The rise of remote consultations in general practice during the Covid-19 pandemic has increased the risk of adverse outcomes and complaints from patients, a medical risk expert has said.
Speaking at the Management in Practice virtual festival today (21 October), Diane Baylis, the Medical Protection Society’s (MPS) clinical risk educator, said the wide scale adoption of remote consultations has come with ‘an increased risk of misunderstanding, unmet expectations and dissatisfaction in the care offered or provided’.
The MPS advice line has been receiving calls from its members about a range of issues during the pandemic, Ms Baylis added, including potential misdiagnosis.
She said: ‘Some patients with issues deemed non-urgent may have had their appointments delayed, which could have an impact on relevant investigations and receiving a diagnosis and starting treatments.
‘For example, a skin lesion that looked innocent over a video consultation [in one case], wasn’t referred as a two-week-wait. However, when reviewed face-to-face, a number of months later at the hospital, there were signs of a malignant melanoma.’
Ms Baylis added that doctors have also expressed concerns about receiving intimate images taken remotely and the need to ensure consent is appropriate, while patients have made complaints about video examinations of a similar nature.
‘Communication is more difficult when you consult remotely, and the patient is not in the room with you, so it is therefore easier to be misunderstood, which can result in a complaint. So in certain circumstances, it would be prudent, before the appointment, to alert the patient of the possibility of having a chaperone, who could be present virtually,’ she said.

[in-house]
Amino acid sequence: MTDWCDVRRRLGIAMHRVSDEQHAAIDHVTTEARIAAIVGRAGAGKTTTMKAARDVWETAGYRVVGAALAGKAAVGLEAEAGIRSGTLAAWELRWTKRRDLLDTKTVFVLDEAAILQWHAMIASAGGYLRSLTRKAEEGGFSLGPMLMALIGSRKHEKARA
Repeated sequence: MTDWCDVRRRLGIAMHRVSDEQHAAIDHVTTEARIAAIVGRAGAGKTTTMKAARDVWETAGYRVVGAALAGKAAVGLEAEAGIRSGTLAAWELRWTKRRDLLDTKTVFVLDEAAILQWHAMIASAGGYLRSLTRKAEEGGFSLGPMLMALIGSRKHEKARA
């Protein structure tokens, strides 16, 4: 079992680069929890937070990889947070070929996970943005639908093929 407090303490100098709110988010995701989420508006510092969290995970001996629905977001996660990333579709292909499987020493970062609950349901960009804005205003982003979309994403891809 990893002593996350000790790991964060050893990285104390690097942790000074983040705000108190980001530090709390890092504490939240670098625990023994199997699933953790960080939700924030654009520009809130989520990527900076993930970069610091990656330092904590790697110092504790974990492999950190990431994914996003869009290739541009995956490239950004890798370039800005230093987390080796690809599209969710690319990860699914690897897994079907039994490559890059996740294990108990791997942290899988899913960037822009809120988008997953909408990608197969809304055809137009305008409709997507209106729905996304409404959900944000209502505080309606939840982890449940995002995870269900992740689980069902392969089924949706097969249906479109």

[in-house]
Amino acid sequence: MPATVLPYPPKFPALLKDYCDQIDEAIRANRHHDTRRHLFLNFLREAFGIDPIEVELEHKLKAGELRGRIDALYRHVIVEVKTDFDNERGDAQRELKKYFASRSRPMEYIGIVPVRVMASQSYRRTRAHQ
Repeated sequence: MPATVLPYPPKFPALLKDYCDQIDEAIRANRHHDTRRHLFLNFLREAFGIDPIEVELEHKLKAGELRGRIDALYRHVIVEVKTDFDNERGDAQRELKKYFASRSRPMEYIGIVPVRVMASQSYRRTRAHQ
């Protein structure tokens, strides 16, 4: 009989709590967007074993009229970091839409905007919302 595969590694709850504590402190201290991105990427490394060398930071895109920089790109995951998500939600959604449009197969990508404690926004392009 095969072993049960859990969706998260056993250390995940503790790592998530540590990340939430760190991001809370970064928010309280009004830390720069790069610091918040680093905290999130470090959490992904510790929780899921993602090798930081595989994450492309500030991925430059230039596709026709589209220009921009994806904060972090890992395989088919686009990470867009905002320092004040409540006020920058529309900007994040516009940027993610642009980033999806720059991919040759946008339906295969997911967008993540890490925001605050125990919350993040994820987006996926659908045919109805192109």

‘It is something that might not spring to mind so readily when consulting remotely, but in the current climate, the patient point of view is key.’
Disruption caused by Covid-19
Ms Baylis went on to say that the impact Covid-19 has had on clinical care during the pandemic is also anticipated to be a potential cause of adverse events and complaints.
She said that doctors have been sending queries to the MPS about reduced outpatient capacity, referrals being rejected, and delays in patients accessing treatment or being referred between primary and secondary care for physical examinations, following a remote consultation.
‘In secondary care, there have been issues with patients refusing to attend hospital for a review or follow-up appointment, and members have been concerned about what action and advice they should give patients in these situations,’ she said.
She added that patients in primary care have been demanding home visits, when perhaps they clinically do not need one, but are worried about coming into the surgery for a face-to-face examination – although this was more of an issue at the start of the pandemic.
Ms Baylis has also heard reports of ‘lots of concerns’ around PPE, especially with some patients refusing to wear masks for healthcare appointments.
Others have pointed to the impact that masks have on communication between a clinician and a hearing impaired patient, or those who do not speak English as a first language, and therefore rely on more visual information, she added.
‘Members being made aware of the adjustments they might need to make to ensure that communication is as clear as possible, without jeopardising anyone’s safety,’ she said
Ms Baylis advised practice managers to really ‘take stock and embed lessons learned from the Covid peak’ and to try and ‘preempt some of the issues already encountered’.
The Management in Practice virtual festival runs until 18 November, with live sessions running all this week.
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